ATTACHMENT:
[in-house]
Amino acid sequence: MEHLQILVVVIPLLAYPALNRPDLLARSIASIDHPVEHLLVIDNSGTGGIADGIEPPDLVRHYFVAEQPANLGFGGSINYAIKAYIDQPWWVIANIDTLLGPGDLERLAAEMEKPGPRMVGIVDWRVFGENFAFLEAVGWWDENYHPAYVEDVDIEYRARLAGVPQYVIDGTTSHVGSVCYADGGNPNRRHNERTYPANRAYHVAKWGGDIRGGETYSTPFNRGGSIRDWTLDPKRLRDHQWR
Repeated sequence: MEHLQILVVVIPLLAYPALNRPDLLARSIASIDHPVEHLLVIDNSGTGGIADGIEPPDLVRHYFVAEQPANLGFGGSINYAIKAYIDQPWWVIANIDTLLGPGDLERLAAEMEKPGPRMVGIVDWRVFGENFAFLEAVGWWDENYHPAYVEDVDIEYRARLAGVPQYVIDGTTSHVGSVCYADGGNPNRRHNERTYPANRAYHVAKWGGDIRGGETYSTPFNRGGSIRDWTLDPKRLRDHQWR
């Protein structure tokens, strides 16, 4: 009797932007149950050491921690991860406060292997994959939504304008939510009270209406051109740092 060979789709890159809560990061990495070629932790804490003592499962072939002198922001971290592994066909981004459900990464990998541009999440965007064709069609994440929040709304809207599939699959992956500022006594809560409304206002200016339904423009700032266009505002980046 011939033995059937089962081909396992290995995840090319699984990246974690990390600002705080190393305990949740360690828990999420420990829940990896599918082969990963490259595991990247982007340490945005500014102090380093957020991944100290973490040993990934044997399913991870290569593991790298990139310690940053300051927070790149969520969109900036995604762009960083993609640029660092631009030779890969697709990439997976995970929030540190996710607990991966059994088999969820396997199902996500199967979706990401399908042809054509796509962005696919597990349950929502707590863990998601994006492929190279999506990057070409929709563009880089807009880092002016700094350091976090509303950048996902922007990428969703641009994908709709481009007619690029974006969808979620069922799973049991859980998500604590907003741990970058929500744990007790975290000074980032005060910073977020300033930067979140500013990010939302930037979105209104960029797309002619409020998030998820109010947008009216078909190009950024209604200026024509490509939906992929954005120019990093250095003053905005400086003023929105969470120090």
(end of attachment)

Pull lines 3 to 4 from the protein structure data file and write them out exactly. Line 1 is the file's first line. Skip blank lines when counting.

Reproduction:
Repeated sequence: MEHLQILVVVIPLLAYPALNRPDLLARSIASIDHPVEHLLVIDNSGTGGIADGIEPPDLVRHYFVAEQPANLGFGGSINYAIKAYIDQPWWVIANIDTLLGPGDLERLAAEMEKPGPRMVGIVDWRVFGENFAFLEAVGWWDENYHPAYVEDVDIEYRARLAGVPQYVIDGTTSHVGSVCYADGGNPNRRHNERTYPANRAYHVAKWGGDIRGGETYSTPFNRGGSIRDWTLDPKRLRDHQWR
């Protein structure tokens, strides 16, 4: 009797932007149950050491921690991860406060292997994959939504304008939510009270209406051109740092 060979789709890159809560990061990495070629932790804490003592499962072939002198922001971290592994066909981004459900990464990998541009999440965007064709069609994440929040709304809207599939699959992956500022006594809560409304206002200016339904423009700032266009505002980046 011939033995059937089962081909396992290995995840090319699984990246974690990390600002705080190393305990949740360690828990999420420990829940990896599918082969990963490259595991990247982007340490945005500014102090380093957020991944100290973490040993990934044997399913991870290569593991790298990139310690940053300051927070790149969520969109900036995604762009960083993609640029660092631009030779890969697709990439997976995970929030540190996710607990991966059994088999969820396997199902996500199967979706990401399908042809054509796509962005696919597990349950929502707590863990998601994006492929190279999506990057070409929709563009880089807009880092002016700094350091976090509303950048996902922007990428969703641009994908709709481009007619690029974006969808979620069922799973049991859980998500604590907003741990970058929500744990007790975290000074980032005060910073977020300033930067979140500013990010939302930037979105209104960029797309002619409020998030998820109010947008009216078909190009950024209604200026024509490509939906992929954005120019990093250095003053905005400086003023929105969470120090």